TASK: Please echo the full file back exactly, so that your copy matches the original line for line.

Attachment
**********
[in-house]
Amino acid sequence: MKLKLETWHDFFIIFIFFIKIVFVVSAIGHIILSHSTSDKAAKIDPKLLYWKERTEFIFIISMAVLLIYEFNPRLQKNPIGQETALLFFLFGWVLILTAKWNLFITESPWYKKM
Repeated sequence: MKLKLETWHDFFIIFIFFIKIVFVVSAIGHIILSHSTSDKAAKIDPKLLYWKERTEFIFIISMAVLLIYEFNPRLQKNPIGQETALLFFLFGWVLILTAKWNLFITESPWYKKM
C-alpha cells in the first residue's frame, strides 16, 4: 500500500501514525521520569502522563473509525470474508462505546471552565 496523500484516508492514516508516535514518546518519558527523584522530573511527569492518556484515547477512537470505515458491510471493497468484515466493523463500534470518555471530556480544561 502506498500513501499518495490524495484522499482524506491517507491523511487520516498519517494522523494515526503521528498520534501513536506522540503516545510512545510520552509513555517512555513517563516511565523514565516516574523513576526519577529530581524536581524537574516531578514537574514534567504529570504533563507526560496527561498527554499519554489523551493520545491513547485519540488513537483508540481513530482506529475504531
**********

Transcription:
[in-house]
Amino acid sequence: MKLKLETWHDFFIIFIFFIKIVFVVSAIGHIILSHSTSDKAAKIDPKLLYWKERTEFIFIISMAVLLIYEFNPRLQKNPIGQETALLFFLFGWVLILTAKWNLFITESPWYKKM
Repeated sequence: MKLKLETWHDFFIIFIFFIKIVFVVSAIGHIILSHSTSDKAAKIDPKLLYWKERTEFIFIISMAVLLIYEFNPRLQKNPIGQETALLFFLFGWVLILTAKWNLFITESPWYKKM
C-alpha cells in the first residue's frame, strides 16, 4: 500500500501514525521520569502522563473509525470474508462505546471552565 496523500484516508492514516508516535514518546518519558527523584522530573511527569492518556484515547477512537470505515458491510471493497468484515466493523463500534470518555471530556480544561 502506498500513501499518495490524495484522499482524506491517507491523511487520516498519517494522523494515526503521528498520534501513536506522540503516545510512545510520552509513555517512555513517563516511565523514565516516574523513576526519577529530581524536581524537574516531578514537574514534567504529570504533563507526560496527561498527554499519554489523551493520545491513547485519540488513537483508540481513530482506529475504531